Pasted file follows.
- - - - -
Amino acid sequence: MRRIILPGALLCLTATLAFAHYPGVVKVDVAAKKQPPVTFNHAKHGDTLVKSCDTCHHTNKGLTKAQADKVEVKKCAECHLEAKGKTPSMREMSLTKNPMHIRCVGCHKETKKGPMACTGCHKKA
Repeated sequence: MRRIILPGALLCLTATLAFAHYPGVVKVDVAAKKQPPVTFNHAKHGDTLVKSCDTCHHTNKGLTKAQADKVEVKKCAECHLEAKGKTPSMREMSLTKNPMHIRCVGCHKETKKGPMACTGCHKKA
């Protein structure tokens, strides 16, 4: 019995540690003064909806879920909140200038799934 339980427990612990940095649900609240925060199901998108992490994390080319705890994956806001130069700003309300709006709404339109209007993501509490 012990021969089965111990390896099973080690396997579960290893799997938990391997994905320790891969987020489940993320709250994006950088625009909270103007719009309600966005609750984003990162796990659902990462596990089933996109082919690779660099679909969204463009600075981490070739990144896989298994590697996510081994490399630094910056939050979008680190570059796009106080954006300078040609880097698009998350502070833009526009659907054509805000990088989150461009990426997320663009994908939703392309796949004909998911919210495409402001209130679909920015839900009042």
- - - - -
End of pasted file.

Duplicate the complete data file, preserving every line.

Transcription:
Amino acid sequence: MRRIILPGALLCLTATLAFAHYPGVVKVDVAAKKQPPVTFNHAKHGDTLVKSCDTCHHTNKGLTKAQADKVEVKKCAECHLEAKGKTPSMREMSLTKNPMHIRCVGCHKETKKGPMACTGCHKKA
Repeated sequence: MRRIILPGALLCLTATLAFAHYPGVVKVDVAAKKQPPVTFNHAKHGDTLVKSCDTCHHTNKGLTKAQADKVEVKKCAECHLEAKGKTPSMREMSLTKNPMHIRCVGCHKETKKGPMACTGCHKKA
């Protein structure tokens, strides 16, 4: 019995540690003064909806879920909140200038799934 339980427990612990940095649900609240925060199901998108992490994390080319705890994956806001130069700003309300709006709404339109209007993501509490 012990021969089965111990390896099973080690396997579960290893799997938990391997994905320790891969987020489940993320709250994006950088625009909270103007719009309600966005609750984003990162796990659902990462596990089933996109082919690779660099679909969204463009600075981490070739990144896989298994590697996510081994490399630094910056939050979008680190570059796009106080954006300078040609880097698009998350502070833009526009659907054509805000990088989150461009990426997320663009994908939703392309796949004909998911919210495409402001209130679909920015839900009042």